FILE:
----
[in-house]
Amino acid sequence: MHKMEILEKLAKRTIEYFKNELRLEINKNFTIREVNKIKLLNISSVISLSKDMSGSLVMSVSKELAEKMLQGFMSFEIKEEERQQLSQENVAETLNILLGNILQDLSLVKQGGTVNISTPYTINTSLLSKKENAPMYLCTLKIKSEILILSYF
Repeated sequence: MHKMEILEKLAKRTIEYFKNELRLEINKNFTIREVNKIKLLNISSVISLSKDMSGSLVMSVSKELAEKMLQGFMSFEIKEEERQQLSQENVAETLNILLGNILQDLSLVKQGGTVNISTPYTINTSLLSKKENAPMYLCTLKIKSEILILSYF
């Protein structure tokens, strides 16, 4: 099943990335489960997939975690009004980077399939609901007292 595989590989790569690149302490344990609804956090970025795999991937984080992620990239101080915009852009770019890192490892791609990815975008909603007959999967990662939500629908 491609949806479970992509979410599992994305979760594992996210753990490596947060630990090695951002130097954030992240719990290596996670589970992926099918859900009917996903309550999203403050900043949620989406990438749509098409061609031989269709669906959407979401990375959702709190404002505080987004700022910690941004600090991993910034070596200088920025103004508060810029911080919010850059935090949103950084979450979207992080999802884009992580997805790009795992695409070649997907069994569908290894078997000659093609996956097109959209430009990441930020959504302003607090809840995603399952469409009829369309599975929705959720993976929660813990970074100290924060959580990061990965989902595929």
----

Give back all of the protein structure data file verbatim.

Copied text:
[in-house]
Amino acid sequence: MHKMEILEKLAKRTIEYFKNELRLEINKNFTIREVNKIKLLNISSVISLSKDMSGSLVMSVSKELAEKMLQGFMSFEIKEEERQQLSQENVAETLNILLGNILQDLSLVKQGGTVNISTPYTINTSLLSKKENAPMYLCTLKIKSEILILSYF
Repeated sequence: MHKMEILEKLAKRTIEYFKNELRLEINKNFTIREVNKIKLLNISSVISLSKDMSGSLVMSVSKELAEKMLQGFMSFEIKEEERQQLSQENVAETLNILLGNILQDLSLVKQGGTVNISTPYTINTSLLSKKENAPMYLCTLKIKSEILILSYF
């Protein structure tokens, strides 16, 4: 099943990335489960997939975690009004980077399939609901007292 595989590989790569690149302490344990609804956090970025795999991937984080992620990239101080915009852009770019890192490892791609990815975008909603007959999967990662939500629908 491609949806479970992509979410599992994305979760594992996210753990490596947060630990090695951002130097954030992240719990290596996670589970992926099918859900009917996903309550999203403050900043949620989406990438749509098409061609031989269709669906959407979401990375959702709190404002505080987004700022910690941004600090991993910034070596200088920025103004508060810029911080919010850059935090949103950084979450979207992080999802884009992580997805790009795992695409070649997907069994569908290894078997000659093609996956097109959209430009990441930020959504302003607090809840995603399952469409009829369309599975929705959720993976929660813990970074100290924060959580990061990965989902595929």